The Spring of 1982 – part 4

For convenience I have printed parts 1-4 in PDF format, available here, You’ll need a PDF Viewer. I use Foxit – it is free, and fast.

This is part 4 of a multi-part post. Download the PDF above and catch up if this story is new to you.

So I screwed up the timeline a bit – I left out meeting our trucker friend before we met the musical family from hell.

The first meeting wasn’t a big thing – we were at a truck stop. We filled up with fuel, ate a good meal, and showered. This wasn’t unusual – we often took advantage of truck stop showers. We were spending money, so we ignored the “trucker’s only” signs. It was never an issue.

Until we met “Mr. Ryder”. I call him that because his truck said “Ryder” on it and we were never formally introduced.

Unlike many of the truck stops, this one had individual shower stalls – some of the others were like a High School locker room – huge room, many shower heads, no privacy. Here there were walls. But they were only half walls – you could still see the person next to you, from mid-waist up.

In any case, we were showering when this redneck from hell comes in and starts talking crap from the time he entered the showers. He was just randomly talking bad about bikers, motorcycles, us, and even our momma’s. None of us wanted trouble. Especially not at a truck stop – those guys outnumbered us 20:1. We wanted to get clean, and get going.

Surprisingly, everyone ignored him. We finished showering, dressed, and left. He was still in the shower. We would see him again in less than an hour.

We hit the road, and it started to rain. Nothing too bad, except I didn’t have a windshield on my bike, and it was hard to keep my goggles from fogging up. We all slowed down as the rain increased. We normally would have pulled off the road, but traffic was light, and we weren’t making good time on this trip. We pushed on.

Suddenly this 18-wheeler comes screaming up into our group. Really – we were riding in two lanes since traffic was light, and the rain was not. This guy flew right down the center of the lanes, pulling his air horn the whole time. We all swerved to the side of the road as his tires kicked up enough water to blind us. I saw only the word “Ryder” on the back of the truck. It was a stencil, and the R was faded much more that the rest of the letters. I would remember the truck.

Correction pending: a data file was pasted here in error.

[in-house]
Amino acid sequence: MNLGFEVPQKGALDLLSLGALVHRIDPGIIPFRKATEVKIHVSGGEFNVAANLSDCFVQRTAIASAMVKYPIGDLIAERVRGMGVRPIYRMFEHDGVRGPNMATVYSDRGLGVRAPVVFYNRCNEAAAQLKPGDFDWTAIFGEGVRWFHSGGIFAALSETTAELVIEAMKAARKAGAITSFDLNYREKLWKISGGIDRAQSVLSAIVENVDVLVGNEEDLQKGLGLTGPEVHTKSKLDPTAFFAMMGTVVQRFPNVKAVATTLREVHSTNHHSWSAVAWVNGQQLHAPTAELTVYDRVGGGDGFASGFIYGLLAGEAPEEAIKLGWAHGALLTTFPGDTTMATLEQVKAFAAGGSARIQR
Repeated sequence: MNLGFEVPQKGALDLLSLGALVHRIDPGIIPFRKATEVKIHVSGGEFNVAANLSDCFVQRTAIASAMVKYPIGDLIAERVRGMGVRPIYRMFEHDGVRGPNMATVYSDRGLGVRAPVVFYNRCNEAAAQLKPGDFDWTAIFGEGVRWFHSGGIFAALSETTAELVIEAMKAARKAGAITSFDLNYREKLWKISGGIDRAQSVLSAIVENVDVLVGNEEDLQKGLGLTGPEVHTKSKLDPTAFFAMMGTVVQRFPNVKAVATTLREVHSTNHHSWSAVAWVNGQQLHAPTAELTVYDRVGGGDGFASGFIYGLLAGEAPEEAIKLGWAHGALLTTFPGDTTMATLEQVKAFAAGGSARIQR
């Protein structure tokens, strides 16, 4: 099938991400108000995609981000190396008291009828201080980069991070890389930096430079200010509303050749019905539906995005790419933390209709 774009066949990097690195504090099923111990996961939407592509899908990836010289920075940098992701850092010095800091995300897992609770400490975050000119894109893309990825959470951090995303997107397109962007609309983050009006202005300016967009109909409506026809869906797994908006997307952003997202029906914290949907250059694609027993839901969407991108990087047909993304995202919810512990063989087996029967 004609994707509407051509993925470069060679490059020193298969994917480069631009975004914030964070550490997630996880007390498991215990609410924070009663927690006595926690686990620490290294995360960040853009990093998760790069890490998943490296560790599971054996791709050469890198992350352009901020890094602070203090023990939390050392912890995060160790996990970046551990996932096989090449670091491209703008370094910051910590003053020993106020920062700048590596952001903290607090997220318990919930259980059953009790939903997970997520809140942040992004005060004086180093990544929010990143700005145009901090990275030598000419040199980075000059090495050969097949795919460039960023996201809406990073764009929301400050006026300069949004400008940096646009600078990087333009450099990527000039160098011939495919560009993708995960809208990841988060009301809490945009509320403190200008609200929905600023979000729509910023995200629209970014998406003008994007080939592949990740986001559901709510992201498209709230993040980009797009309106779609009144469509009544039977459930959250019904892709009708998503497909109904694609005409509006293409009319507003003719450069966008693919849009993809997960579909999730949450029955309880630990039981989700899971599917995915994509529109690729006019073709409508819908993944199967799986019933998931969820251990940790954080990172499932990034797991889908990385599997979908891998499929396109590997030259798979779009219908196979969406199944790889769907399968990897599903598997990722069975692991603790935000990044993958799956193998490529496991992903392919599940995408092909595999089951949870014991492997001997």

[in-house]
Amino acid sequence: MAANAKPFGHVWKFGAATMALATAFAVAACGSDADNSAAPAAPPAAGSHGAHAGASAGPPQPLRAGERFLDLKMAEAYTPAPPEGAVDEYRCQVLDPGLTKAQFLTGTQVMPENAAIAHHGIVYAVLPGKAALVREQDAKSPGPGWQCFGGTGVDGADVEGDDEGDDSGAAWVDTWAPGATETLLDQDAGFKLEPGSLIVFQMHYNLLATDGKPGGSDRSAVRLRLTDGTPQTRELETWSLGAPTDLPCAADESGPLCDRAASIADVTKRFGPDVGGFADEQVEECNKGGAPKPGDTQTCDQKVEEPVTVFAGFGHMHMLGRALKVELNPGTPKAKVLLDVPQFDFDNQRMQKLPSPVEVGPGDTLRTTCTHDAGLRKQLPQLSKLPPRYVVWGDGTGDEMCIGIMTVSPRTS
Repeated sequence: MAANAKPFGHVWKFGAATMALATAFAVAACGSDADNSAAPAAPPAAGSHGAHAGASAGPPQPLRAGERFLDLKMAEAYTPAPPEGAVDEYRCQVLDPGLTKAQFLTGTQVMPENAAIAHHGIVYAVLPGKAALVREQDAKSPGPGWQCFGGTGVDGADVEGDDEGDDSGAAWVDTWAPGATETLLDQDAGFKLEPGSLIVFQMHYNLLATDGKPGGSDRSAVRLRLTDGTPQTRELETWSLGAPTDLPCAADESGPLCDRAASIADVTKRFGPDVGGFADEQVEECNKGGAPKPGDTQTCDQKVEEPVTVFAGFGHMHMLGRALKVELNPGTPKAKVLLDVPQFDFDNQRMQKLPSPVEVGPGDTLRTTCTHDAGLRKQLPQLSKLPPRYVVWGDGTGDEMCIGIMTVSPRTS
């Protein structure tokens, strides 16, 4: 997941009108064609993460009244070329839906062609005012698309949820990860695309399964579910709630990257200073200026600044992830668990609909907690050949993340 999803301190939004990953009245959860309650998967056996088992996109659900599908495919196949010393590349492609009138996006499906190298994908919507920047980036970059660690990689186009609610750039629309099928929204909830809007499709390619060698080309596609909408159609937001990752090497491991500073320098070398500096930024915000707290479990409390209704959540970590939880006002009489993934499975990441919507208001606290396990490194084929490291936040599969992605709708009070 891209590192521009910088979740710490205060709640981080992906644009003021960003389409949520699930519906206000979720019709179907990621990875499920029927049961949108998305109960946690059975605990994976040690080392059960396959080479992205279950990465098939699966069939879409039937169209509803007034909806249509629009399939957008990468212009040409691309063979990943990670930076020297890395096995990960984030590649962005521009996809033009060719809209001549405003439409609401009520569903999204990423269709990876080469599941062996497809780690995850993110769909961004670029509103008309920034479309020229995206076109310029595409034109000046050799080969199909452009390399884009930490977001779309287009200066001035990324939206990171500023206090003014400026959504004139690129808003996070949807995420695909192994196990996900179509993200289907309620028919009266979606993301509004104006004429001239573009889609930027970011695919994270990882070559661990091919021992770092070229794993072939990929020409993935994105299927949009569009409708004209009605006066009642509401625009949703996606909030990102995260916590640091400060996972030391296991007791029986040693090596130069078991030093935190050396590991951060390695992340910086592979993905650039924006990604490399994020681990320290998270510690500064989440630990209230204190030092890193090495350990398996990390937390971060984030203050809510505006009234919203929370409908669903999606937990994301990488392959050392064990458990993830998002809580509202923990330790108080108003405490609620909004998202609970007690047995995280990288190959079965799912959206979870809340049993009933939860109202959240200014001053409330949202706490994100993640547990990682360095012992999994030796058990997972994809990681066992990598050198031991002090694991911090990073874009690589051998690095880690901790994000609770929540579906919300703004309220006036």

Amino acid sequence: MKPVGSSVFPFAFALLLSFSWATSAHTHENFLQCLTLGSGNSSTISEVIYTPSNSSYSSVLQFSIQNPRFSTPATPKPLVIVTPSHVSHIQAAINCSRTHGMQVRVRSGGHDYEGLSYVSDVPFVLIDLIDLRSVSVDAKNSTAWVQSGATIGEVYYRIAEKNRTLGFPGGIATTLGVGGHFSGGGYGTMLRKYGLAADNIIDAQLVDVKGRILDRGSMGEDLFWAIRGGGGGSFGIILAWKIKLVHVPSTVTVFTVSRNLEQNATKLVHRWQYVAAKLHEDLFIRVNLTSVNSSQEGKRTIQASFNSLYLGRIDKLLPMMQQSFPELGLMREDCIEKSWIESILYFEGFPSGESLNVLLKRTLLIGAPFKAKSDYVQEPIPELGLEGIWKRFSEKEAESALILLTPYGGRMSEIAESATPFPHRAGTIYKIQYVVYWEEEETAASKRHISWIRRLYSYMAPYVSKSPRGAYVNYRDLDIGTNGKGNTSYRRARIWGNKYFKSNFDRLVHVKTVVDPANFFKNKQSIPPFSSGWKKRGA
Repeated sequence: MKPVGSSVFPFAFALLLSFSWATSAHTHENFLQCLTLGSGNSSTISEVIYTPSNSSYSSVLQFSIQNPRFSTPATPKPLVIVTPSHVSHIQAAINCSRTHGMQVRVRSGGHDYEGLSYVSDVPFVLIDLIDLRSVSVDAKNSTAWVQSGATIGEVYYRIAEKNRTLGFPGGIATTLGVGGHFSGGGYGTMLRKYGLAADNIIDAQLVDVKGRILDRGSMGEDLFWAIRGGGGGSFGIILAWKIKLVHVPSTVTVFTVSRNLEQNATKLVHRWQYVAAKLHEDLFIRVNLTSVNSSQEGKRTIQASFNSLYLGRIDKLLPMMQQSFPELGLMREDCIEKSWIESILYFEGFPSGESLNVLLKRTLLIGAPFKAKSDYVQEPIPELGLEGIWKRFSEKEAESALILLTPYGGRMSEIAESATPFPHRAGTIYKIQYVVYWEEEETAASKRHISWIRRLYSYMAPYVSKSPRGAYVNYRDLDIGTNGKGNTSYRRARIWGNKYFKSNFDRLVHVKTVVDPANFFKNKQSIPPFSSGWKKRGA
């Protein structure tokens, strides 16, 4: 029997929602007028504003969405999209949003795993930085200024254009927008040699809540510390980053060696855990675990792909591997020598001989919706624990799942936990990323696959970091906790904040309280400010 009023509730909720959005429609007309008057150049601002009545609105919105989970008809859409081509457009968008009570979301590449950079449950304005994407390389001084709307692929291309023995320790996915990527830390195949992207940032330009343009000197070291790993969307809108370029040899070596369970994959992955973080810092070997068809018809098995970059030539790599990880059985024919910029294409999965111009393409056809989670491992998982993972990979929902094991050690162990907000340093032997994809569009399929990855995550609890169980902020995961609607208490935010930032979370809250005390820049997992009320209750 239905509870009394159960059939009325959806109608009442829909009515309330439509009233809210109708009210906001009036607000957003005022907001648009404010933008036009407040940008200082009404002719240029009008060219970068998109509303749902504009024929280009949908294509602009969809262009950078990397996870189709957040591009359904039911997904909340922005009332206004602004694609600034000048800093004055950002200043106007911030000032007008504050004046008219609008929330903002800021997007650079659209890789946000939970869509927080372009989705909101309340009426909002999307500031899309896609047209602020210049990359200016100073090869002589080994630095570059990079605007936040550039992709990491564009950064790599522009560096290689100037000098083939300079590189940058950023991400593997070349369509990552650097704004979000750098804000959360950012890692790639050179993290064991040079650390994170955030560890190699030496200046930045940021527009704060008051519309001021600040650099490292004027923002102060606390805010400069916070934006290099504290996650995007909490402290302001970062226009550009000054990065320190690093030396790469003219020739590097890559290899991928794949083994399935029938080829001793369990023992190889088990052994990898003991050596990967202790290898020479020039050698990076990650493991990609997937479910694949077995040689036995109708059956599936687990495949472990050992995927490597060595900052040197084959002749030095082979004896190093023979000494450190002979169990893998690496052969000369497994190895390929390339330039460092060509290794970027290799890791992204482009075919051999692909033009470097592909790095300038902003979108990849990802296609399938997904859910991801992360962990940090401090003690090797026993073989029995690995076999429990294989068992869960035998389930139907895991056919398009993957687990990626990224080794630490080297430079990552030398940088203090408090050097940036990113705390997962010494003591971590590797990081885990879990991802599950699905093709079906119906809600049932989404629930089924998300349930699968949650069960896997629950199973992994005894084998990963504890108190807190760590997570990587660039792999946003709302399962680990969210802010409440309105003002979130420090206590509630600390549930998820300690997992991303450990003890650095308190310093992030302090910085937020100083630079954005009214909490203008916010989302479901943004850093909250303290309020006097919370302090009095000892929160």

We didn’t see the truck again for a couple days – and we mostly forgot about it. We had no idea the guy in the truck was the guy in the showers.

OK – so now we are back where part three starts – we rode that day in the rain, and the next day was dry, but we were all tired – so we looked for a place to stay.

I’ll assume you’ve read part three by now.

So our two night stop turned out to be a one night stop – a night we thought we could afford to party a bit, since we didn’t plan on being on the road the next day. A night we didn’t get a lot of sleep. A day with the police, not knowing what was going to happen to us. It was anything but relaxing. None of us was in a very good mood.

When we were finally escorted out of the county we just wanted to put miles between us, and Idaho. We rode faster than we had the entire trip – pushing the then 55 MPH speed limit by at least 25 MPH.

The longer we rode that day, the more windy it got. The wind was so strong that I moved behind one of the larger bikes (a Gold Wing). I was looking for a wind break.

The large bike didn’t provide a lot of relief, and as I looked at the group of bikes in front of me I realized why. The wind was causing all of the riders to lean fairly hard to the left – into the wind. The cross-wind was so strong that everyone had to lean into the wind to keep their bike’s on the road.